Watch Out, Lizards About!

Common lizard by Chris Lawrence

Common lizard by Chris Lawrence

Lizard by Kate Gwynn

Lizard by Kate Gwynn

Common or Viviparous lizard (Lacerta Zootoca vivipara)

Common lizards can be found on most of The Wildlife Trust of South and West Wales’ nature reserves.  But although they are widespread, common lizards are recorded as declining across the UK. However, there are ways in which you can help…

As spring approaches the Common Lizard or Viviparous Lizard is emerging from hibernation. They hibernate communally in dead wood or piles of rocks from November-March. The Common Lizard is Brown-grey in colour but can vary to shades of red often with darker markings along their sides and backs. When fully grown, adults can measure 13-15cm and live for up to 12 years.

As the UK’s most common reptile, it is found throughout the country. Their habitat includes: commons, heaths, moorland, sea cliffs, dry stone walls, rough grassland and woodland edges. As reptiles are cold blooded the Common Lizard can be found on warm days basking in open spaces, on rocks and even fence posts to raise its body temperature in order to hunt. They eat a variety of invertebrates from spiders to slugs and earthworms.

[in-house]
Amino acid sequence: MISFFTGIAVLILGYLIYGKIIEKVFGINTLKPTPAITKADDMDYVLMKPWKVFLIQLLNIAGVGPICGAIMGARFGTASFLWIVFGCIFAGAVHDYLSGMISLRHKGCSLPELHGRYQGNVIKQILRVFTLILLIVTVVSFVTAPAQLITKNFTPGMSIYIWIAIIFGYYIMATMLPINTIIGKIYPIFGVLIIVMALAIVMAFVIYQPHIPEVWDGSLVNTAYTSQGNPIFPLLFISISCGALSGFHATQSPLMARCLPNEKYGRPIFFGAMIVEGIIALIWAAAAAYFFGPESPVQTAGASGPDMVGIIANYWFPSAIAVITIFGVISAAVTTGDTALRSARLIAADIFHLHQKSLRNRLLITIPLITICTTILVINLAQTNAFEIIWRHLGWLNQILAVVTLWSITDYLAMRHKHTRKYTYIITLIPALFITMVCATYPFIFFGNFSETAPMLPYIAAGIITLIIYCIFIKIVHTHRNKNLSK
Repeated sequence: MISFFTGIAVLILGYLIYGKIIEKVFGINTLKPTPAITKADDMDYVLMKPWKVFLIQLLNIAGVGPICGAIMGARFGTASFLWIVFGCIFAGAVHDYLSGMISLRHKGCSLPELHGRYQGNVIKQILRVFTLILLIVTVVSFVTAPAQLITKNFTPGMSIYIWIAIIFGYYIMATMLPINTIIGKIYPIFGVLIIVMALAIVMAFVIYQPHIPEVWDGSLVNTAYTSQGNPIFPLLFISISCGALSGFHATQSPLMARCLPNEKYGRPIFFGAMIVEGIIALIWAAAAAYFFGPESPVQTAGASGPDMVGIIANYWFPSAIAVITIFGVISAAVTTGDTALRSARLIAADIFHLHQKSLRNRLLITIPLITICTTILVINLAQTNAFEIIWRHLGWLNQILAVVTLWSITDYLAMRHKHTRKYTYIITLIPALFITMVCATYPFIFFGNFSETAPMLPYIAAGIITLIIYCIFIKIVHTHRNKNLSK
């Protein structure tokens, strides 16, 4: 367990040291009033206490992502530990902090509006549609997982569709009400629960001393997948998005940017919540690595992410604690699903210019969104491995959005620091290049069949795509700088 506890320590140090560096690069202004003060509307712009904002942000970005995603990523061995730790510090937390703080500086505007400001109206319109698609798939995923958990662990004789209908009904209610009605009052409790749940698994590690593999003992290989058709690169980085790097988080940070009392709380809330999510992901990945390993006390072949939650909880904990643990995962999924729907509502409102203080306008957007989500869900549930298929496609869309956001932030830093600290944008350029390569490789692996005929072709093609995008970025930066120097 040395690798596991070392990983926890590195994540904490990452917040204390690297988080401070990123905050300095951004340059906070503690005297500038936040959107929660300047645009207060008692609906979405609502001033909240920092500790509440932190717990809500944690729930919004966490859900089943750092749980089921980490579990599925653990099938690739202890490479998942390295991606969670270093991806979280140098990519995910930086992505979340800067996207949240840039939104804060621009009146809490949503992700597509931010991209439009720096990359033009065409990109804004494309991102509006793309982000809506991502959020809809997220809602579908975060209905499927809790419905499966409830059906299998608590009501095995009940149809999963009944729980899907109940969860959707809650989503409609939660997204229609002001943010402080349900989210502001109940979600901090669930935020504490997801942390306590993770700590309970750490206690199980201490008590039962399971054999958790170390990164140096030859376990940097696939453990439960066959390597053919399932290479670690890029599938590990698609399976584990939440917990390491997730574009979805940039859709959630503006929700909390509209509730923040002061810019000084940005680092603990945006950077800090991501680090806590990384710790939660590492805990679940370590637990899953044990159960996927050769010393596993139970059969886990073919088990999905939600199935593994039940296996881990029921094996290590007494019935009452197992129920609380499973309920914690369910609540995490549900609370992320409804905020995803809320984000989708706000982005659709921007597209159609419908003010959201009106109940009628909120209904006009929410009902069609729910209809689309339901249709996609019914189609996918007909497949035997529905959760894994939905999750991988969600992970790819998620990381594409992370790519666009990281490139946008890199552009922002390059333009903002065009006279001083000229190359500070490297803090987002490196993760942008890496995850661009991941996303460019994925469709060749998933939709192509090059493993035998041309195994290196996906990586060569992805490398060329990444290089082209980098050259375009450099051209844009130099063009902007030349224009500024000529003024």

Common lizards are viviparous (produce live young), a reptilian adaptation common in colder climates. They mate once in April and the female carries the eggs inside her, incubating them before ‘giving birth’ to live young.

Common lizards are an important food source for species such as foxes, corvids, hawks and even other reptiles. To avoid being eaten they have developed a defence mechanism called autotomy, where, when under threat, they drop the end of their tails in order to escape.

The Wildlife Trust have been creating appropriate habitats and monitoring the species in order to help reverse the decline in numbers. The reasons behind the decline are believed to be fragmentation and loss of habitat due to urbanisation and intensification of farming. There are a few different things that you can do in your own back garden in order to help encourage common lizards into your garden, such as leaving rock piles so that they have an area to bask in the sunshine and raise their body temperature. You can also create log piles which will provide them with an ideal habitat to hibernate in.

Find our more information about how you can help Lizards, or become a member of The Wildlife Trust of South and West Wales.